- Private limited companies must have their names end with Ltd or Limited. Public limited companies must state this (or PLC) at the end of their name. Do not add the letters Inc. after your business name, unless the company is actually Incorporated.
- Offensive words and phrases are not permitted to be part of a company’s name. However, that doesn’t mean that you can’t have an edgy brand if that’s what you feel you need to disrupt the market. Keeping to the coffee theme there’s a very famous coffee shop in Bermondsey Street, London that treads this path and knows their audience really well.
- The company name cannot suggest a connection to any government or local authority.
- Are you going to trademark your name? It may well be best to use a trademark lawyer to ensure that you are not infringing another company’s trademark.
- Try to pick a name that can grow with your company.
- You should also check the availability of website domains you may wish to purchase for your business, and if available, purchase it as soon as possible. It may also be worth investing in several domains, for example, both the .com and .co.uk domains.
Now you should have shortened your list somewhat, it’s time to pick the ones you think work the best and get some public opinion (or at least friends and family!).
Getting at least some public opinions is very valuable because friends and family can bring a lot of bias into their commentary both positive and negative. People need to get the relevance to what your company does without being prompted. If it needs to be explained, it may not be clear. Use this feedback to guide you in the right direction and inform your final decision.
Pick a brand name!
Once you have chosen your name you have a few steps you need to take:
- Register your domain name
- Grab the social media accounts
- Set up your email addresses
Each of these is important to do as soon as you’re set on your name. You never know if someone is looking to start a business in the same name, so it’s important to grab the domains and social media handles whilst they’re available.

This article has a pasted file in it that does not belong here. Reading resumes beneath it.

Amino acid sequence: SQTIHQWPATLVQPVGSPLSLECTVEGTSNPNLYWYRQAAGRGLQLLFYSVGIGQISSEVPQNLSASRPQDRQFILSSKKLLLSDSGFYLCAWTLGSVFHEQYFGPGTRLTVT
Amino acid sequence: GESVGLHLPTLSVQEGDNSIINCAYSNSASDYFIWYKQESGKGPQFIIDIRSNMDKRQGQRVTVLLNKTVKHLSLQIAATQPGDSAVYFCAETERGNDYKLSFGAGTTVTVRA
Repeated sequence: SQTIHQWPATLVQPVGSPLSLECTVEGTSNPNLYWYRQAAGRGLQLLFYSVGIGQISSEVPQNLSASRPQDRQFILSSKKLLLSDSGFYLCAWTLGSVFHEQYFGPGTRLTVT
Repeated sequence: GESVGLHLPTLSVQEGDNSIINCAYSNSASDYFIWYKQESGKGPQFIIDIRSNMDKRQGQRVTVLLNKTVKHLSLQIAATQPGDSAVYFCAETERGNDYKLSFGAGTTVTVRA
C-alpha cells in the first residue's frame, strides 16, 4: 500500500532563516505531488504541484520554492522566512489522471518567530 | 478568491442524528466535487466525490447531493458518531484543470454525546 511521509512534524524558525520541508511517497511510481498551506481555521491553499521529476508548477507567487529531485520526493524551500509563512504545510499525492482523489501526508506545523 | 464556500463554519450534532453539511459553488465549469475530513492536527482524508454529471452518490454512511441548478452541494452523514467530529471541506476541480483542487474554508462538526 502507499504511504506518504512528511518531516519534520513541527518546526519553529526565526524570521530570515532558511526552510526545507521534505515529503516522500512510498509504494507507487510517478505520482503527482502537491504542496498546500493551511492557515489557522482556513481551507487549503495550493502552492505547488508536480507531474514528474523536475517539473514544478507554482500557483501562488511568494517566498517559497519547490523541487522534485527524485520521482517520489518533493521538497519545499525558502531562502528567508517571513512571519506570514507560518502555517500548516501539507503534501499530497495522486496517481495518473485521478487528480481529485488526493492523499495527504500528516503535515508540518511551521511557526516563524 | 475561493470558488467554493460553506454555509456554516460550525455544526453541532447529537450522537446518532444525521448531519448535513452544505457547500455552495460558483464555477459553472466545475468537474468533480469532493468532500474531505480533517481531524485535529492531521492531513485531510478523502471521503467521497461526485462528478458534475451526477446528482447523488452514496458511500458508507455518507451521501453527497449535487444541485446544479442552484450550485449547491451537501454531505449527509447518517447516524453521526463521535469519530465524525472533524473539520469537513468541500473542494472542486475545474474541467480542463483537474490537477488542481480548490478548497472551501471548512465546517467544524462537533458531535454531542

Choosing a strapline
The company strapline is another tool in the branding toolbox to help differentiate yourself from competitors and say something memorable about the values you’ve just identified.
What your slogan should get across:
You should approach your strapline in a similar way to your startup’s name, you are still trying to get across the same values and tone that you have decided upon for your company but you are now expressing it in a different way.
You have a bit more space now to demonstrate the tone you want to use, whether that is predominantly friendly, traditional, techie etc. The strapline is the perfect place to get across what is unique about your company, and what you are focused on. Perhaps it’s bringing amazing customer service in an industry that is neglecting it or delivering a handmade product that is mostly being mass-produced these days. Either way, your slogan is a great way to put that front and centre!
Like your company name, you need to start by generating a large list of options. A lot of the same advice is relevant here.
- Keep it short and simple, this helps with recall.
- Describe the unique selling points of your product/service
- Think about the tone you have decided upon. Make sure the language matches up exactly to this.
- Consider how your slogan can compliment your name and (when you get onto it) your logo
You absolutely need to follow this up with feedback once more to make sure you hit the tone and response you intend.
The focus of this post was to make sure that you have a solid framework to go ahead when creating your brand as you want it.
You should be on the way to completing the following:
- You’ve decided on
- Who are you and what do you stand for?
- How do you want to treat your clients?
- What is your company’s tone of voice?
- The key to good branding is consistency!
- You’ve chosen your company name
- You’ve chosen your a strapline
In the next article, part 2 of creating your brand, we are going to move onto creating your brand imagery, assets and logo.
This blog post about creating your brand forms part of our series on how to start a business in 90 days. For an overview of the series and all the blog posts so far click here.